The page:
Yankees sign Cuban pitcher Omar Luis Rodriguez

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Jesse Sanchez of MLB.com reports that the Yankees have signed Omar Luis Rodriguez, a 19-year-old left-hander who defected from Cuba and was declared a free agent earlier this month.

According to Sanchez it’s a minor-league contract, which means Rodriguez won’t need to be added to the 40-man roster, but the Yankees are paying big-league money at around $4-5 million.

Sanchez reported previously that the Dodgers, Royals, and Phillies were interested in Rodriguez, who avoids the new collective bargaining agreement’s limits on international spending by signing before July 2.

Cuban outfielder Yasel Puig, a more highly touted prospect than Rodriguez, recently defected to Mexico in an effort to quickly establish residency and become a free agent before July 2.

Must-Click Link: The Day a Mascot Got Ejected

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Today Jonah Keri gives us a fantastic story about a crazy game.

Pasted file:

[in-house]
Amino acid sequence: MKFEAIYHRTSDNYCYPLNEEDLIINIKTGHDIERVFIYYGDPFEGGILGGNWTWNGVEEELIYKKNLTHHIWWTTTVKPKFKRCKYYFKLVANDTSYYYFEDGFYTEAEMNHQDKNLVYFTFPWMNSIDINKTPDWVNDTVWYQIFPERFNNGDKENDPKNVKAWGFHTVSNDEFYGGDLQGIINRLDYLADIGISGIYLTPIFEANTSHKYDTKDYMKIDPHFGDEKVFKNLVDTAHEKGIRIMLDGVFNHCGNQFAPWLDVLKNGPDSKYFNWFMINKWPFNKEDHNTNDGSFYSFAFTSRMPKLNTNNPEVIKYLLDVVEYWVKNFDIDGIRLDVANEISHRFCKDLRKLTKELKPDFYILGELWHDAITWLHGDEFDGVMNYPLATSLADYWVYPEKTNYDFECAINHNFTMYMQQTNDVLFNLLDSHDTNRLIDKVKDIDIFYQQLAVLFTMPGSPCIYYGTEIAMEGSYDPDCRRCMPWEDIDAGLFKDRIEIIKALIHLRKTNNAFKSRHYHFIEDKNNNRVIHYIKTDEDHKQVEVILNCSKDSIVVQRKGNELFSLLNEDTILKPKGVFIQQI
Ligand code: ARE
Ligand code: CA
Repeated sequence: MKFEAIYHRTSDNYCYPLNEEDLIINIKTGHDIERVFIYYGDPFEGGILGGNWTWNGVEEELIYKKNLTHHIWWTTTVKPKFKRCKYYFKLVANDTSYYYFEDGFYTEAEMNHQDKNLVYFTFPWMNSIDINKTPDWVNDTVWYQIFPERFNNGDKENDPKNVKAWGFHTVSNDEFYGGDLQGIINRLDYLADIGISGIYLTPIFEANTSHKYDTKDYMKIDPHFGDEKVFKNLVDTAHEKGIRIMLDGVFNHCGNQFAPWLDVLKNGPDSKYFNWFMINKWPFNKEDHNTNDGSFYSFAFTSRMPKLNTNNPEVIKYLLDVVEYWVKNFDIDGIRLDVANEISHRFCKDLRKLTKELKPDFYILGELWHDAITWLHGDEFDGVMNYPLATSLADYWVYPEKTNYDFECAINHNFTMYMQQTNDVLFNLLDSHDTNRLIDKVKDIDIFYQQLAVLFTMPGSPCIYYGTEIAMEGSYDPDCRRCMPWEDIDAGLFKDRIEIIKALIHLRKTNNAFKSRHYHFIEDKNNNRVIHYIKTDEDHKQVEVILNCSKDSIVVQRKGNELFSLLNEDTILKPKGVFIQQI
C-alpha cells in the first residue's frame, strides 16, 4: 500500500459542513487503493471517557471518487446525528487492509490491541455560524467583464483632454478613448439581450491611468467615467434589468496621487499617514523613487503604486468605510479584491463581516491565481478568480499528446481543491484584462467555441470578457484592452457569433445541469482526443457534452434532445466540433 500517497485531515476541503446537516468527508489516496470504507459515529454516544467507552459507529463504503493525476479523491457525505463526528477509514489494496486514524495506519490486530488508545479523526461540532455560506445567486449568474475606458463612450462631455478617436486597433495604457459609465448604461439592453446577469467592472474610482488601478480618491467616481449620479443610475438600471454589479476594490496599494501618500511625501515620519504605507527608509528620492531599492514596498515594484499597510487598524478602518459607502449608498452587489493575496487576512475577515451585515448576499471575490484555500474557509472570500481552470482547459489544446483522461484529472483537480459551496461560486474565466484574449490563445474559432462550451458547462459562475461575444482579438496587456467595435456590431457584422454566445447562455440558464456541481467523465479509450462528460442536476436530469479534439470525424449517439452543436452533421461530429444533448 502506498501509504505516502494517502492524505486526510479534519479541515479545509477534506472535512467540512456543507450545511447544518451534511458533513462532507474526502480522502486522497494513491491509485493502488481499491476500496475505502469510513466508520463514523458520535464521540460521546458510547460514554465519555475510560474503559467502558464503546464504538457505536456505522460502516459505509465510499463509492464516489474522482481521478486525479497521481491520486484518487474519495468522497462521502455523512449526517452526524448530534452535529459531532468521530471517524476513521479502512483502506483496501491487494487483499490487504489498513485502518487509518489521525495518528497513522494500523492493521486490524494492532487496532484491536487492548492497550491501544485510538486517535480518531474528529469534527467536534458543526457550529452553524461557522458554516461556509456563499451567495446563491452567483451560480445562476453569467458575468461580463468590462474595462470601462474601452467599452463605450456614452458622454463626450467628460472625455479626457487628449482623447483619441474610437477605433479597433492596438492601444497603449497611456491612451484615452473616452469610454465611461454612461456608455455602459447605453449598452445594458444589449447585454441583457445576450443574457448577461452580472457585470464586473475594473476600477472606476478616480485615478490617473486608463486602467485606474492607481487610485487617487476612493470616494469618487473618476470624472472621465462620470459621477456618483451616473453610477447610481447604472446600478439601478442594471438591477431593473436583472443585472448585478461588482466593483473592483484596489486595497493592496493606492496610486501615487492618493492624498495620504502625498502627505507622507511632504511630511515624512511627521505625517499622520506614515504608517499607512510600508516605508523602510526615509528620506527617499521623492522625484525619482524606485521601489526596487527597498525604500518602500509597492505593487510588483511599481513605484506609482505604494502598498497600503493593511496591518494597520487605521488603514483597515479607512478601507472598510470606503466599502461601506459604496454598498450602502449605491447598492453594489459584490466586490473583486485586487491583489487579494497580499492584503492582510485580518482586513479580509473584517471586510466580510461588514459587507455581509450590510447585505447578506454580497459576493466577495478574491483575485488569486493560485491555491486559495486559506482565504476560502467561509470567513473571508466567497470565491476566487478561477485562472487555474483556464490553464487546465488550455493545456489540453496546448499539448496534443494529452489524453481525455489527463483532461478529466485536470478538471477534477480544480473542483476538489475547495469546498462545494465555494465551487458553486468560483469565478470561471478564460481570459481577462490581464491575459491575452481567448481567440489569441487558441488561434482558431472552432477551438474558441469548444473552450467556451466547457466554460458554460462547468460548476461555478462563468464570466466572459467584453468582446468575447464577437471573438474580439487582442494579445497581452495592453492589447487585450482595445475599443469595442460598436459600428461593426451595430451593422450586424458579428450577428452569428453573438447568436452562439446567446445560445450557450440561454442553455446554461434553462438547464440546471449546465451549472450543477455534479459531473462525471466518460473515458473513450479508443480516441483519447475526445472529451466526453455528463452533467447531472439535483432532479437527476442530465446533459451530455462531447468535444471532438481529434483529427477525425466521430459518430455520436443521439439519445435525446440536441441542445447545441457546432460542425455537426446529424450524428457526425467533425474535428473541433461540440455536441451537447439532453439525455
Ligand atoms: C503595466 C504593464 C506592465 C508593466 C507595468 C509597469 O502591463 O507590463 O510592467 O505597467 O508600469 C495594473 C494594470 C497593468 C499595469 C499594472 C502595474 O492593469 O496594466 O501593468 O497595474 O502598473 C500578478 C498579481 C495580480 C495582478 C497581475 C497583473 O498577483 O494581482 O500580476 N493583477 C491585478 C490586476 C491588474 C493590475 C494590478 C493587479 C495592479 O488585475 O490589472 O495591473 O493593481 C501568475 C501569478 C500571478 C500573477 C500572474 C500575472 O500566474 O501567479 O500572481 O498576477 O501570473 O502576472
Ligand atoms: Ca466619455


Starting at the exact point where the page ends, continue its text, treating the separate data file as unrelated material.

The Dodgers played the Expos in Montreal 28 years ago today. The game went 22 innings. It was a 1-0 game. More notable than the 21 and a half innings of scoreless ball, however, was the fact that Dodgers manager Tommy Lasorda got the Expos mascot — Youppi — ejected. The Dodgers and Expos didn’t score much that year overall, but when have you ever seen a mascot ejected?

Some good lunchtime reading for y’all, complete with silly GIFs and a video of the whole dang game if you hate yourself so much that you’d watch it all in its entirety.

Nicholas Castellanos hit an inside-the-park homer that shouldn’t have been

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Last night the Yankees pasted the Tigers in Detroit, but the hometown crowd did get something entertaining to send them on their way: an inside-the-park homer from Nicholas Castellanos.

At least that’s technically what it was. It would be a single and a three-base error if our official scoring made any sense.

Watch the play below. It’s all put in motion by Jacoby Ellsbury‘s decision to try to make a slide catch on the ball, misjudging it and allowing it to skip over 100 feet to the wall:

Since Ellsbury didn’t touch it it wasn’t called an error — errors are rarely if ever called on poor plays that don’t result in a fielder actually touching the ball — but it was certainly a mental error to not let the ball bounce and ensure that it didn’t get past him. Especially with such a big lead.

Oh well, that’s baseball for you.